How AU is using antibodies to 'block the front door’ for coronavirus
AUGUSTA, Ga. (WRDW/WAGT) - Augusta University Medical Center is working on a new drug that gets antibodies to fight COVID-19.
The antibodies will not eliminate the virus but could prevent it from spreading.
According to AU Health infectious disease expert Dr. Jose Vazquez, antibodies could be a new treatment for people with active coronavirus infections.
“They are called neutralizing antibodies. What they do is they neutralize the virus,” Vazquez said.
He says the coronavirus has spikes called S proteins that attach to our bodies using ACE 2 receptors.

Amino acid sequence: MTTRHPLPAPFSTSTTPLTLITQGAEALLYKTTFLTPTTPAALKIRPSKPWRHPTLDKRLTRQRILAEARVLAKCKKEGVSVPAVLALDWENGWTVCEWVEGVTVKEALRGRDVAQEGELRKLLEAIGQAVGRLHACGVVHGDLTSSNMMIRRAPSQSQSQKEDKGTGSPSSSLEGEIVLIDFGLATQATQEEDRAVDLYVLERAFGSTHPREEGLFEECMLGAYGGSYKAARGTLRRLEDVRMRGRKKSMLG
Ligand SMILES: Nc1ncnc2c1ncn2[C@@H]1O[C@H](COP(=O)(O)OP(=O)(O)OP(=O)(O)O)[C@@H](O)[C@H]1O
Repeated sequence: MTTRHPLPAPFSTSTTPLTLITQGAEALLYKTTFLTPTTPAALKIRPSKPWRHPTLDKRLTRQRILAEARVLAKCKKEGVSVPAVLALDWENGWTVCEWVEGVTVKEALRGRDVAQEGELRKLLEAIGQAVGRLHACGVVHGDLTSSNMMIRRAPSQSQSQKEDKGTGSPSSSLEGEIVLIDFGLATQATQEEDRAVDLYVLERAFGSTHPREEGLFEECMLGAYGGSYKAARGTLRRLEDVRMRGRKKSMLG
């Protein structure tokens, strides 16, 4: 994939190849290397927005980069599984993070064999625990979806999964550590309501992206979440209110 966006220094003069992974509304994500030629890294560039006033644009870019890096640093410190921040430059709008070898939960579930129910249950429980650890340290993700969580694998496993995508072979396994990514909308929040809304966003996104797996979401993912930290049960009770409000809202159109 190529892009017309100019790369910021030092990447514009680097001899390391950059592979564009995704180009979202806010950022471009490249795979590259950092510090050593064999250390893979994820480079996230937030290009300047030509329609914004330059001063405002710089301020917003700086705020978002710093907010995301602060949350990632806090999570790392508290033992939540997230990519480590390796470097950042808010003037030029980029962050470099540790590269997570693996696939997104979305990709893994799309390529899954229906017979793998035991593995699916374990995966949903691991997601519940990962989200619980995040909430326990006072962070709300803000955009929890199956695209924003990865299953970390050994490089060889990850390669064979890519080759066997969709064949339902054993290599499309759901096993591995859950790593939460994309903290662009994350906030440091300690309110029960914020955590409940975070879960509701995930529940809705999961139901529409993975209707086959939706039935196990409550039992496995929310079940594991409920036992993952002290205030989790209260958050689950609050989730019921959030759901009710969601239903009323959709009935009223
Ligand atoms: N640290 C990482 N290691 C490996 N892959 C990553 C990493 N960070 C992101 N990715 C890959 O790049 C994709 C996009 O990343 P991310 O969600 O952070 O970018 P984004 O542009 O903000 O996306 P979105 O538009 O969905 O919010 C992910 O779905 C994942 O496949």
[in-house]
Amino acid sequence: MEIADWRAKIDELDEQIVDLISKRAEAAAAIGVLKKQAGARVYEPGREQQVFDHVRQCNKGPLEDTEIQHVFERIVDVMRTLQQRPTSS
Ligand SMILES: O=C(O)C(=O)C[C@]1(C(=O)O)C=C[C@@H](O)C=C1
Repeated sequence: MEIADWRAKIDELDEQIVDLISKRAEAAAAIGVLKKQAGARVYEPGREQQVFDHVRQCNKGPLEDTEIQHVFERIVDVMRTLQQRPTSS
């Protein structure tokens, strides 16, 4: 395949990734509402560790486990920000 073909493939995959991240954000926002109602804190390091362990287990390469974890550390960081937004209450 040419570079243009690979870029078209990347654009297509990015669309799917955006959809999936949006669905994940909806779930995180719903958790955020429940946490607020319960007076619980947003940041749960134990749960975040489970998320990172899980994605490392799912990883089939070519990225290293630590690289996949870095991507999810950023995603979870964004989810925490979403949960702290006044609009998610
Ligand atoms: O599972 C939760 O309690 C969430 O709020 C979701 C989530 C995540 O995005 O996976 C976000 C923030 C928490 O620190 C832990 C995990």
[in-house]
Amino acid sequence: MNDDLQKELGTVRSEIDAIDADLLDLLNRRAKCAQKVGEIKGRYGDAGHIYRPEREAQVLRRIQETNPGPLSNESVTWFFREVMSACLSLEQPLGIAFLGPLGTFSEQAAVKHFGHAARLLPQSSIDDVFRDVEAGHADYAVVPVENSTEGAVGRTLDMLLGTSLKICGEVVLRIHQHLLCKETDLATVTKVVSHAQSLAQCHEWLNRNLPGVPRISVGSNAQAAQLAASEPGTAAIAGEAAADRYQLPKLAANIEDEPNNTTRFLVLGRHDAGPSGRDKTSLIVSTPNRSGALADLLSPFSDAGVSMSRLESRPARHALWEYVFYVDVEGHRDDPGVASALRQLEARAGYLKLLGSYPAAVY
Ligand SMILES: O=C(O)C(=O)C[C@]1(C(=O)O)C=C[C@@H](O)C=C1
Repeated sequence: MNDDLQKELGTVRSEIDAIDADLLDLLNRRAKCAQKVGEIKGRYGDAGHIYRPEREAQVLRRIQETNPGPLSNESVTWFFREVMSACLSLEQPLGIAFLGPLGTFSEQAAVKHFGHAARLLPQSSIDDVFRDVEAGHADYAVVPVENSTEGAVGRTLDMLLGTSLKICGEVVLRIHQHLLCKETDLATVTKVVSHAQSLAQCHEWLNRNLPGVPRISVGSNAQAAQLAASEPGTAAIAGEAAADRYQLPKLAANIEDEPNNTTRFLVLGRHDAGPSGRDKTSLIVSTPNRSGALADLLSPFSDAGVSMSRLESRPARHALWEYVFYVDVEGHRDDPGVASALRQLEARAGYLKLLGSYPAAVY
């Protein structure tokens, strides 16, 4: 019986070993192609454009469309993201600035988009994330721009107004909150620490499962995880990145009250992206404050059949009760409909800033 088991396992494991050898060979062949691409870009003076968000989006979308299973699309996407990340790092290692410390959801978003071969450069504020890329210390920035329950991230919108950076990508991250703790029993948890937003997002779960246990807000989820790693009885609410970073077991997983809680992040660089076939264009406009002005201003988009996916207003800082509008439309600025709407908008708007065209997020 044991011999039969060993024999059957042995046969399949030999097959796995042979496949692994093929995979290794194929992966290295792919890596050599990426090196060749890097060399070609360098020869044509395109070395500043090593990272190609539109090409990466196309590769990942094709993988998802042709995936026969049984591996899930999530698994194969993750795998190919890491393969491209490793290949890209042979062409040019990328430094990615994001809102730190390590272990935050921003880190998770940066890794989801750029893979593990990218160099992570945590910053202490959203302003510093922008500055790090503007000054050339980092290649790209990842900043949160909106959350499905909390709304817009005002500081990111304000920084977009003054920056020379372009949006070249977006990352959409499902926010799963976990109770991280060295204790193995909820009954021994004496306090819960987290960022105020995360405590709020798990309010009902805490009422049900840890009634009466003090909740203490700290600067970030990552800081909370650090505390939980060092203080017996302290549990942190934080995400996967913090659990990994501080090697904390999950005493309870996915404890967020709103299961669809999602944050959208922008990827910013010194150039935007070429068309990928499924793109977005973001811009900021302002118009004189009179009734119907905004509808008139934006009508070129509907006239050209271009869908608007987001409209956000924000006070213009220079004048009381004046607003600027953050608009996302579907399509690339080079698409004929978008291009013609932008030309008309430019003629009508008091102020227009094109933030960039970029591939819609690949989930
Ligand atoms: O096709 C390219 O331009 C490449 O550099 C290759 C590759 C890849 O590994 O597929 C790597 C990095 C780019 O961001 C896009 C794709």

“This protein bulge sticks to the receptor, but that’s how it gets into the body,” he said.
He says from there, replication begins.
But the new treatment gives patients antibodies against the virus, blocking the attachment between the virus and the receptor.
“If we block this, then the virus can’t get into the tissue, and if the virus can’t get into the tissue, it dies,” he said.
Two people have already enrolled for the treatment, and they have seen positive results.
“One has already gone home and the other one is still in the hospital but improving gradually,” Vazquez said.
For the next couple of months, AU Health will be enrolling as many patients as possible and following up to check results.
He says the hope is that this treatment will expand for people who are not sick enough to be in the hospital -- preventing more severe infections and lowering hospitalizations.
“If we can block the front door and make it go somewhere else, then not that many viruses gain access into our body,” he said.
“Diminishing severity of outpatient COVID is going to be the key to salvaging our health care.”
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